At 49,880 square miles, the 3rd CD is the 15th-largest congressional district in the country by area. Not counting at-large districts that cover entire states — Alaska, Montana, Wyoming, North and South Dakota — it’s the 10th-largest district, behind Nevada’s 4th Congressional District and ahead of New Mexico’s 4th Congressional District. It’s six spots ahead of Colorado’s 4th Congressional District, which covers the Eastern Plains at 38,271 square miles. (Colorado’ five other districts are quite a bit smaller.)

The 3rd is Colorado’s least densely populated congressional district, with just 15.2 people per square mile — compared to 4,433 occupying each of the Denver-based 1st Congressional District’s square miles, in the state’s densest district — and only nine congressional districts nationwide cover more land, not counting the five at-large seats that encompass entire states.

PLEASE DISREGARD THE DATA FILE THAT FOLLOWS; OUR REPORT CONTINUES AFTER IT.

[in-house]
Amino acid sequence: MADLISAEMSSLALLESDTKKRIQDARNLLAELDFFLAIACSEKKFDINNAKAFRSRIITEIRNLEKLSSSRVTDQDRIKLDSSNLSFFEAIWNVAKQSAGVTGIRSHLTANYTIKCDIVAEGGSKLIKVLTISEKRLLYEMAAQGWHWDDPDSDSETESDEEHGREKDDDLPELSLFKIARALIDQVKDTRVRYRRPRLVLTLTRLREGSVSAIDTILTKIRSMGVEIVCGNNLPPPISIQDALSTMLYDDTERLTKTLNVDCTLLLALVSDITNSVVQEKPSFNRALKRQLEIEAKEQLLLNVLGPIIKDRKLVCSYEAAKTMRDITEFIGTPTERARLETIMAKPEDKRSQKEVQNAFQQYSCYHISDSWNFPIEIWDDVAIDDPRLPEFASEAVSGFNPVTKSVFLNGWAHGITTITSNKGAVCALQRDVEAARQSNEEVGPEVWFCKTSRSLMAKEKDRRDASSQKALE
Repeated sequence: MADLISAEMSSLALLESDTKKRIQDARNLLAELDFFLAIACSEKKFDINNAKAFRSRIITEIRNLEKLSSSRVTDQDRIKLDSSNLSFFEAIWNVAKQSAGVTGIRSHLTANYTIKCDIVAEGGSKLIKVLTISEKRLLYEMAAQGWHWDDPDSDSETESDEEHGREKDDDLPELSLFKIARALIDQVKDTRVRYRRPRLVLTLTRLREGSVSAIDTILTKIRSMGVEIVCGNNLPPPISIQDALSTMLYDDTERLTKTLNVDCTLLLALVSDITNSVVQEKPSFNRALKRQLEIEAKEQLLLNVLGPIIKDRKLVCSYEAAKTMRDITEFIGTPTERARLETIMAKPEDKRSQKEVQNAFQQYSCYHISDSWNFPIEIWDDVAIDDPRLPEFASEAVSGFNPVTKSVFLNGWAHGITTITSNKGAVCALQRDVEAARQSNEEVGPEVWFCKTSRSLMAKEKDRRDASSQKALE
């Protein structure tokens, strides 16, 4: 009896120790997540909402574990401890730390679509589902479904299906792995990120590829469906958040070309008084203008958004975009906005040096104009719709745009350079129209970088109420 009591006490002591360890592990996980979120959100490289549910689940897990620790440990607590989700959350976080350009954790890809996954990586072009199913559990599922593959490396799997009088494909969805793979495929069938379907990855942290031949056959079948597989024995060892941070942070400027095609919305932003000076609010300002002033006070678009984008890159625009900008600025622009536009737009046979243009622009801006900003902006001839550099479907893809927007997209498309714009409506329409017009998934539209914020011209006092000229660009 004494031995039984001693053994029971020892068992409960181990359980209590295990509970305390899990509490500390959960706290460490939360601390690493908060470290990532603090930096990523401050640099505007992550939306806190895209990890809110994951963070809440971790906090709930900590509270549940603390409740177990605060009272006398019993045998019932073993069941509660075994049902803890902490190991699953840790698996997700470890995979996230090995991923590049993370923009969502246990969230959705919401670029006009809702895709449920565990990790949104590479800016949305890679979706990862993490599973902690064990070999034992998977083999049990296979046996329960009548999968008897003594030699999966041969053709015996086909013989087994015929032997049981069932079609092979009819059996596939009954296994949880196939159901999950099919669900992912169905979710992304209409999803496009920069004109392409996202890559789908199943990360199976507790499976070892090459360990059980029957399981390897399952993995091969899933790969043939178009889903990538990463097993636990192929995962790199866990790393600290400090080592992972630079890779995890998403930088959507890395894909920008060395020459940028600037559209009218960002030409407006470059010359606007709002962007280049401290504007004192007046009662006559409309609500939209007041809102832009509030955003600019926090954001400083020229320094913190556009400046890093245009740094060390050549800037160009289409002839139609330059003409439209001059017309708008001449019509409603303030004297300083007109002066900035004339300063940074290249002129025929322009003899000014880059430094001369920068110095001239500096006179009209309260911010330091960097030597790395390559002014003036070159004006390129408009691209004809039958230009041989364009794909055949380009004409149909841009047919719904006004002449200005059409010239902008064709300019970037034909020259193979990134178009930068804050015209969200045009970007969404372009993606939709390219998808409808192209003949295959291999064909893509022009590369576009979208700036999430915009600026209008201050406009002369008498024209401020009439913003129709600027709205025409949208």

According to Census Reporter, residents of the 3rd CD are slightly older than Coloradans, on average, have a lower annual income, and it’s more affordable to own a home in the district than it is in the rest of the state. Its population is evenly divided between men and women, and exactly half its residents are married. Its share of high school graduates is the same as the rest of the state, but more 3rd CD residents live below the poverty line. Compared to the state as a whole, fewer district residents are foreign-born, and fewer speak a language other than English at home. Hispanics make up 25% of the population, and 71% are non-Hispanic whites.